Oral History: My Taiwanese Family Through the Generations

In my Taiwanese family, one strong, connecting thread has always been the need to respect one’s elders and to honor the family traditions. While in other cultures, individualism is stressed as an important value, in the Taiwanese tradition the individual is only as great as the generosity and respect he or she shows to relatives and loved ones. This is reflective of the Confucian system of values which stresses the need for children to show respect to their parents and to fulfill their obligations to them. Both my mother and my grandmother stated that outright disobedience as a child would not have been tolerated even though I, as part of my awareness of American cultural traditions, have been more apt to question and challenge what I have been told to do. Still, I do so in a respectful manner: I cannot imagine shouting and slamming the door to end an argument, unlike some teenagers!

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Of course, some things have changed. For the older women of my family, marriage was the focus of their lives. My grandmother has many memories of being taught as a little girl to cook and clean by her own mother, in preparation for her marriage. Even though my mother received an education, she was always taught that marriage and raising children was the most important facet of a woman’s life. In contrast, my female relatives my own age and slightly older view marriage and family is only one component among many in their lives: some are unmarried and even those who are married with children have jobs and hobbies apart from the family nexus. Although the younger women in the family may not be as eager to have children and do not see winning a husband as their most important goal in life, all members of my family — male or female — tend to remain in very frequent contact with their nuclear and extended family, calling them frequently and asking their opinions about various issues. Some of these conversations may be about serious matters; others may simply be about what to serve on a holiday. Regardless, my family is a very happy, large, functioning unit and there are few boundaries between us, no matter how old or young we might be.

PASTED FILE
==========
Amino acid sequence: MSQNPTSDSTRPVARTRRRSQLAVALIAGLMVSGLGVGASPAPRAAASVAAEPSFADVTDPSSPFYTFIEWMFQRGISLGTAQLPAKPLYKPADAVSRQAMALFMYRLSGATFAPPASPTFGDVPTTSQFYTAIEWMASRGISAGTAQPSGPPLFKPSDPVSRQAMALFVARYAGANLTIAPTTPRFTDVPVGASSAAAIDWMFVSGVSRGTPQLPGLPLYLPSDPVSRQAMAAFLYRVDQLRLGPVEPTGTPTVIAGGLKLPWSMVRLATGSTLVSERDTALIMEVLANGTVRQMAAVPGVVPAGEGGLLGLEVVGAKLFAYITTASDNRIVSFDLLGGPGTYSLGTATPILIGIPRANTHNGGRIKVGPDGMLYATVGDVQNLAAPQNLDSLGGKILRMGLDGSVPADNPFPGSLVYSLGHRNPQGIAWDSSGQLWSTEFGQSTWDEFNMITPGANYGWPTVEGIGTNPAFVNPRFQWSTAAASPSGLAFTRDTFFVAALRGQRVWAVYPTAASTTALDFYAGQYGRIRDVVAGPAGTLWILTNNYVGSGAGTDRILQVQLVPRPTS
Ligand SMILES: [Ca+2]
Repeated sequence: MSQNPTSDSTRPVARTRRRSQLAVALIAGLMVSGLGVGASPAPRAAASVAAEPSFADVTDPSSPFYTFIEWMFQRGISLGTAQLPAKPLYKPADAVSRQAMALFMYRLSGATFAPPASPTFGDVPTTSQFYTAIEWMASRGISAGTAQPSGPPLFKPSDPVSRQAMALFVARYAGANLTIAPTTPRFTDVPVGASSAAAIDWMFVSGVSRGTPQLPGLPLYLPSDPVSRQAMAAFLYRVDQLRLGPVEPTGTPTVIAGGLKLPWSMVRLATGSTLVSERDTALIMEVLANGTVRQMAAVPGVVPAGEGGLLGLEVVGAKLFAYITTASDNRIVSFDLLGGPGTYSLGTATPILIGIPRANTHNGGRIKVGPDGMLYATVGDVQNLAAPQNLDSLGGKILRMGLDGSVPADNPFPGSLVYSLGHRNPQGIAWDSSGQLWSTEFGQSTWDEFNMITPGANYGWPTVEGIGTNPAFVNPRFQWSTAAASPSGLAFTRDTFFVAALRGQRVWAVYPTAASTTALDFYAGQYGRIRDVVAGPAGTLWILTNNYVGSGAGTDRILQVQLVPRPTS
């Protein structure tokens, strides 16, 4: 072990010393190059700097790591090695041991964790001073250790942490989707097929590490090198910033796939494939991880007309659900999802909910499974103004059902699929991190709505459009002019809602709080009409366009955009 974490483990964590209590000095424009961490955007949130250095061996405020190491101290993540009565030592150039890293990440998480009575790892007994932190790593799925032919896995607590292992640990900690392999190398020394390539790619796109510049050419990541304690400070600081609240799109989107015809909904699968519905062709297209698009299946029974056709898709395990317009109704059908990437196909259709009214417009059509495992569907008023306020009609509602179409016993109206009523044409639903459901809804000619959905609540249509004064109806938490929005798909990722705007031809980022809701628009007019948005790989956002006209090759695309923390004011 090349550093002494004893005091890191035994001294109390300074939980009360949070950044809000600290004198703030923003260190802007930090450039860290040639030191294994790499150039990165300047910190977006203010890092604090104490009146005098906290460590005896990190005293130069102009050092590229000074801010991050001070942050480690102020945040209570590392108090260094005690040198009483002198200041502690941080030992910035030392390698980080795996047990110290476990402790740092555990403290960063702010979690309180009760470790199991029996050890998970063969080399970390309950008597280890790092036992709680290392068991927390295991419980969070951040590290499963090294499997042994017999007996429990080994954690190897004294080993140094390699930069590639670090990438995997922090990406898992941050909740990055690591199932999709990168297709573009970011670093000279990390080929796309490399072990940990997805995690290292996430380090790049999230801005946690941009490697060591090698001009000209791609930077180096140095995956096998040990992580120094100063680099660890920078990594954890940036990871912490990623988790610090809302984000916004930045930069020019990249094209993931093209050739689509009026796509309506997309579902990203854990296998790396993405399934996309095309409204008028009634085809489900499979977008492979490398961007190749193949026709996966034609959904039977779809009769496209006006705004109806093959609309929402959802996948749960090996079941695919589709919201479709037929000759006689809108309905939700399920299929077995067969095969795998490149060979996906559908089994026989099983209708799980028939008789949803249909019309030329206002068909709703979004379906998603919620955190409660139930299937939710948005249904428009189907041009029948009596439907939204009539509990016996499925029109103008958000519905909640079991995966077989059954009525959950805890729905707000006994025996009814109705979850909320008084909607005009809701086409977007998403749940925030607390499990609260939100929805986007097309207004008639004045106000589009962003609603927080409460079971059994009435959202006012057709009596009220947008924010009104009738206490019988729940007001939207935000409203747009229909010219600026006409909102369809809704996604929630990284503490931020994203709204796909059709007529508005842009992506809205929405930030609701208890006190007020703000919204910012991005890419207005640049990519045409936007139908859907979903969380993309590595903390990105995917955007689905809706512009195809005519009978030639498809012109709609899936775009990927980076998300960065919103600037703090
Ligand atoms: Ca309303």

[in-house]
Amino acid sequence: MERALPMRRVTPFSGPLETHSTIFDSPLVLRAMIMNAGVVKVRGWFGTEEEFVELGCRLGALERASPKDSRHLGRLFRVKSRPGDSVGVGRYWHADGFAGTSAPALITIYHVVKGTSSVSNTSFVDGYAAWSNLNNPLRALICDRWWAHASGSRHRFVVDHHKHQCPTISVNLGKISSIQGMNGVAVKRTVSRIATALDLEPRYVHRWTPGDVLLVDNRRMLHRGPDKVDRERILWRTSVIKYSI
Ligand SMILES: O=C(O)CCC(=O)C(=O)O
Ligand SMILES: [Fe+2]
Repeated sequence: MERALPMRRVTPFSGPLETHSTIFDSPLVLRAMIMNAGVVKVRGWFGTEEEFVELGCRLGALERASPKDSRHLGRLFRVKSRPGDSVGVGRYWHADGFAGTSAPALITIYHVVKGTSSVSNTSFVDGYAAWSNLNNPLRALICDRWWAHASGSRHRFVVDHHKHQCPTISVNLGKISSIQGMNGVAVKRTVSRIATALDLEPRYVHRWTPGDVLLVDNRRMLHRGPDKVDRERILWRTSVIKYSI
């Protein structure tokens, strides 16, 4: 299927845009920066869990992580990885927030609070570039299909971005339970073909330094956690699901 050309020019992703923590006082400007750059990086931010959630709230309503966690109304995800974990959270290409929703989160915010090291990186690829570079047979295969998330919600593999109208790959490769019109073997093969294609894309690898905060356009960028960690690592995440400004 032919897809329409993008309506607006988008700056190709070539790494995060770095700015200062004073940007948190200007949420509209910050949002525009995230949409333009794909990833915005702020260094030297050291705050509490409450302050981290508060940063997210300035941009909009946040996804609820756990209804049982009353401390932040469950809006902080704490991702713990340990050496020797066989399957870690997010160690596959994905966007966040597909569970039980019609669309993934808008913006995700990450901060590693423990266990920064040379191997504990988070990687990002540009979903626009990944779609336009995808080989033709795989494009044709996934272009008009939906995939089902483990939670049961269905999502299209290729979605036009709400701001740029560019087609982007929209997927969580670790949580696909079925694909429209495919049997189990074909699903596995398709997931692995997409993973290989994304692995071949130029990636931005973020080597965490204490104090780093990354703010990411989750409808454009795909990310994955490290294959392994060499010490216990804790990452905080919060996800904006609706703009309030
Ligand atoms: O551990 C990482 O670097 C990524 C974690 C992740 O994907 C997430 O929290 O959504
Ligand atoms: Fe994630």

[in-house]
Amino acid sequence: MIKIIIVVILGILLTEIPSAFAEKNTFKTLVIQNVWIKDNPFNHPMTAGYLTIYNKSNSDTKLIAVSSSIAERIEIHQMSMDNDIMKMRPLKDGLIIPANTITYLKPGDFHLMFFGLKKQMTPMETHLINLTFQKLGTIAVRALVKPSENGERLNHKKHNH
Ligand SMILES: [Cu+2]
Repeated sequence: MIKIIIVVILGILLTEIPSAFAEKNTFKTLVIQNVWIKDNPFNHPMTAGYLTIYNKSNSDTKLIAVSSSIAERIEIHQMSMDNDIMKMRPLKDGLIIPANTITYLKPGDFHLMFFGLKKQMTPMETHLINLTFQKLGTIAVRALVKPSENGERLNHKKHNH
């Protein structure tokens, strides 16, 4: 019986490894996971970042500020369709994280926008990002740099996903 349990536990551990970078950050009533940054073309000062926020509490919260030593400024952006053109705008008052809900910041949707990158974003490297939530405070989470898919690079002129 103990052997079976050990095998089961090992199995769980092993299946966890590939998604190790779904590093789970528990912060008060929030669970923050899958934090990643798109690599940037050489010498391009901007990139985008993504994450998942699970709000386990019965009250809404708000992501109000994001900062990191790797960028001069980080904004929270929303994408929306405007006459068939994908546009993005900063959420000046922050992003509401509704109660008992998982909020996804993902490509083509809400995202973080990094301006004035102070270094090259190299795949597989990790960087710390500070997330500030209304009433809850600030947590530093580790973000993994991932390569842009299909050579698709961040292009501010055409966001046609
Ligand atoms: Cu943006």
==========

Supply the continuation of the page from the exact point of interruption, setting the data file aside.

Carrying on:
Because all members of my family are so close-knit they are often reluctant to talk about personal issues outside of the family. Even in my own upbringing, I do not remember being openly reprimanded in the store or school: everything was done privately, behind closed doors. In the case of older members of my family, disobedience was simply not tolerated. Confucianism often is called a religion of ancestor worship or veneration of the past, and I see traces of that throughout my family history: even those who are not actively religious are very careful about not overtly offending members of the family or showing a loss of face in public regards to family pride. When something bad happens to one of us, whether it is a bad grade or job loss, we not only think of ourselves but how it affects our family.